The possibility of excessive false alarms must be addressed. With the newest generation of the Apple-Watch, which offers the possibility of ECG confirmation after automatic detection of atrial fibrillation by PPG sensors (also available in the device tested here), there were no events of false-positive detection of atrial fibrillation (9). To our knowledge, the Apple-Watch has not been used for detection of life-threatening arrhythmias. In a recent study of healthy volunteers who tested the present PPG-signal detector (using simultaneous Holter recordings as gold standard) while walking and/or performing daily activities, 0.7% of PPG recorded beats could not be matched to ECG re- corded beats and were considered false-detected (7). The issue of false alarms has been addressed by investigators of the wearable defibrillator, where a false alarm could actually trigger a painful inappropriate shock (12). When the wearable defibrillator senses a fast cardiac rhythm in the “VF zone,” it sounds an audible alarm. True VF is assumed to lead within seconds to loss unconsciousness. In contrast, patients with false-positive detection of VF can press a “shock-hold” button that will prevent the delivery of inappropriate shock for as long as the patient remains consiuous thus holding the button. Similar strategies for dealing with potential false alarm detections could be adopted for devices like CardiacSense. In the event of an automatic detection of a “life-threatening arrhythmia,” the patient would be prompted (by vibratory alarm) to perform an ECG via the same watch (as done in the Apple Watch). This ECG would prove or disprove the arrhythmia detection.

Our study has several limitations. The number of arrhythmic events tested was small. However, as a proof of concept, and knowing that each ECG signal triggers cardiac output that, in turn, triggers a PPG signal, it is fairly clear that additional arrhythmic events will add little information. A more important limitation relates to the fact that all patients were studied while resting, sedated, in a supine position. It remains to be demonstrated that arrhythmia detection is reliable in ambulatory and active patients. However, this particular PPG sensor has been shown to detect cardiac rhythm with fair accuracy in ambulatory patients in sinus rhythm (6). Finally, hypotensive VT and all VF events were misdiagnosed as “bradyasystolic arrest.” The last limitation is acceptable because the sequence of events that should follow any alarms triggered by “cardiac arrest detection,” regardless of the arrhythmia causing it, should ultimately lead to the deployment of AEDs designed to distinguish between shockable and non-shockable ventricular arrhythmias during cardiac arrest.

Conclusion

The results of this proof-of-concept study suggest that PPG-based arrhythmia detectors, currently in use for the detection of atrial fibrillation, could be of use of the immediate detection of life-threatening arrhythmias.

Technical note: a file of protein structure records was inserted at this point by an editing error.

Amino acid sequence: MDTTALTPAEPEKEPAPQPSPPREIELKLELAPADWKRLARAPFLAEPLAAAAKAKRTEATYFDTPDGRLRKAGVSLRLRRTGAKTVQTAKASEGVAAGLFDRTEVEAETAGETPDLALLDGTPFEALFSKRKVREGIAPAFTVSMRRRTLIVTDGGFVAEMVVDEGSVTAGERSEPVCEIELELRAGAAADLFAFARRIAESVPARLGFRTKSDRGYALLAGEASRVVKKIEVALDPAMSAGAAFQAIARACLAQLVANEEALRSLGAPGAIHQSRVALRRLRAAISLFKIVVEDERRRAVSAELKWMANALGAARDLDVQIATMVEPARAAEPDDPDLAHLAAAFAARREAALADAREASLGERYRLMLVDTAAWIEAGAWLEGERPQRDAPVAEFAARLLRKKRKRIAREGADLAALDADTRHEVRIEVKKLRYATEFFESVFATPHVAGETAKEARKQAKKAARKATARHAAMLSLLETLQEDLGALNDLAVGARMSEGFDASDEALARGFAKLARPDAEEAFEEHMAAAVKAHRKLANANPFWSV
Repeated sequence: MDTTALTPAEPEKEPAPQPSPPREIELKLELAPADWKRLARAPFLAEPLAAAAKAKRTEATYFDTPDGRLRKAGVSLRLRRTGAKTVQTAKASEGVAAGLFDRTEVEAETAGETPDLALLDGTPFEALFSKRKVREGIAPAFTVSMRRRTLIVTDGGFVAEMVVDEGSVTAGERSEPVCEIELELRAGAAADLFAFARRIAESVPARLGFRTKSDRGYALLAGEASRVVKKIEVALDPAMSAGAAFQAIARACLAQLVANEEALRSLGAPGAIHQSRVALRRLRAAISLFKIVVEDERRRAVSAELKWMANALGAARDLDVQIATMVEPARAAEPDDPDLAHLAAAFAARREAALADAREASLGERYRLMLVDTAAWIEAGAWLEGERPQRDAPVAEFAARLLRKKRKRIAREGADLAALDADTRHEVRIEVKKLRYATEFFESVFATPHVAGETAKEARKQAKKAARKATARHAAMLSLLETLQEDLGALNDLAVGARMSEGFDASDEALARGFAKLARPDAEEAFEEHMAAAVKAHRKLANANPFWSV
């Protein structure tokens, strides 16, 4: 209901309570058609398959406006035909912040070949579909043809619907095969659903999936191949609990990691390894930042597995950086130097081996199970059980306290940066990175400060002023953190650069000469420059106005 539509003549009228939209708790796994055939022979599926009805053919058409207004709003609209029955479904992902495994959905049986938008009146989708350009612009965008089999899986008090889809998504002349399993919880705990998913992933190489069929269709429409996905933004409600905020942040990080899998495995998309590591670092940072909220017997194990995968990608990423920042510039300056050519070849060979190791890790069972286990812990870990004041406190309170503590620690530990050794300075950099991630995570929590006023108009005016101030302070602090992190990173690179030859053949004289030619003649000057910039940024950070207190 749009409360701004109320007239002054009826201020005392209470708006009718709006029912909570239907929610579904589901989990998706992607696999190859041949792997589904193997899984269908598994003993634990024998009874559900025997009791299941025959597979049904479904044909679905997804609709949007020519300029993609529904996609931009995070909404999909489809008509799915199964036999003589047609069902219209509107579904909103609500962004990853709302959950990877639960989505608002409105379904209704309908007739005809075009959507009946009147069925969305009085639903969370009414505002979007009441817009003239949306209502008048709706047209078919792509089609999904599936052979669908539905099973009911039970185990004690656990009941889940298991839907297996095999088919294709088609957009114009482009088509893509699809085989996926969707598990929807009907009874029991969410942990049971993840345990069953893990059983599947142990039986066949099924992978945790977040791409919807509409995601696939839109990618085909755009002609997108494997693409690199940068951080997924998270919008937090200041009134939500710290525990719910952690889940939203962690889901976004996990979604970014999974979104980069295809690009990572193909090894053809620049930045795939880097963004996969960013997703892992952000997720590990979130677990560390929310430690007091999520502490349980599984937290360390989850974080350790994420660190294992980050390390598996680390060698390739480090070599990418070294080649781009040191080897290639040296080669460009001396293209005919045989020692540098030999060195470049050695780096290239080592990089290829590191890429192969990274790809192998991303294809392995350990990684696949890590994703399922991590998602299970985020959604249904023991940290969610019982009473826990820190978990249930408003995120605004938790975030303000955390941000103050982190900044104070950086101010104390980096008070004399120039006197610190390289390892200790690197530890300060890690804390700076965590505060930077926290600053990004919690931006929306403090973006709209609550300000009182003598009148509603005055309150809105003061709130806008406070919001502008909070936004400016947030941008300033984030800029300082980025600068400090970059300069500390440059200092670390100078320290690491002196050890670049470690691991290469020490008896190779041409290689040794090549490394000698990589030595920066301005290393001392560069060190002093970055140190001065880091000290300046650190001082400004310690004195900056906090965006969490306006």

Data Availability Statement

The original contributions presented in the study are included in the article/supplementary material, further inquiries can be directed to the corresponding authors.

Ethics Statement

The studies involving human participants were reviewed and approved by Tel Aviv Medical Center. The patients/participants provided their written informed consent to participate in this study.

Author Contributions

EC, AH, AS, GM, SV, and RR have all participated in the data acquisition, study design, and writing of the research. All authors contributed to the article and approved the submitted version.

Conflict of Interest

GM designed the detection algorithm for CardiacSense. SV is Chief Medical Officer for the cardiac arrhythmia section at CardiacSense.

The remaining authors declare that the research was conducted in the absence of any commercial or financial relationships that could be construed as a potential conflict of interest.

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Keywords: cardiac arrest, automatic arrhythmia detectors, photoplethysmography, ECG, sudden cardiac death

Citation: Chorin E, Hochstadt A, Schwartz AL, Matz G, Viskin S and Rosso R (2021) Continuous Heart Rate Monitoring for Automatic Detection of Life-Threatening Arrhythmias With Novel Bio-Sensing Technology. Front. Cardiovasc. Med. 8:707621. doi: 10.3389/fcvm.2021.707621

Received: 10 May 2021; Accepted: 21 June 2021;
Published: 14 July 2021.

Edited by:

Daniel M. Johnson, The Open University, United Kingdom

Reviewed by:

David Duncker, Hannover Medical School, Germany
Andrew D. Blaufox, Cohen Children's Medical Center, United States
Mark J. Schuuring, Amsterdam University Medical Center, Netherlands

Copyright © 2021 Chorin, Hochstadt, Schwartz, Matz, Viskin and Rosso. This is an open-access article distributed under the terms of the Creative Commons Attribution License (CC BY). The use, distribution or reproduction in other forums is permitted, provided the original author(s) and the copyright owner(s) are credited and that the original publication in this journal is cited, in accordance with accepted academic practice. No use, distribution or reproduction is permitted which does not comply with these terms.

*Correspondence: Ehud Chorin, udichorin5@gmail.com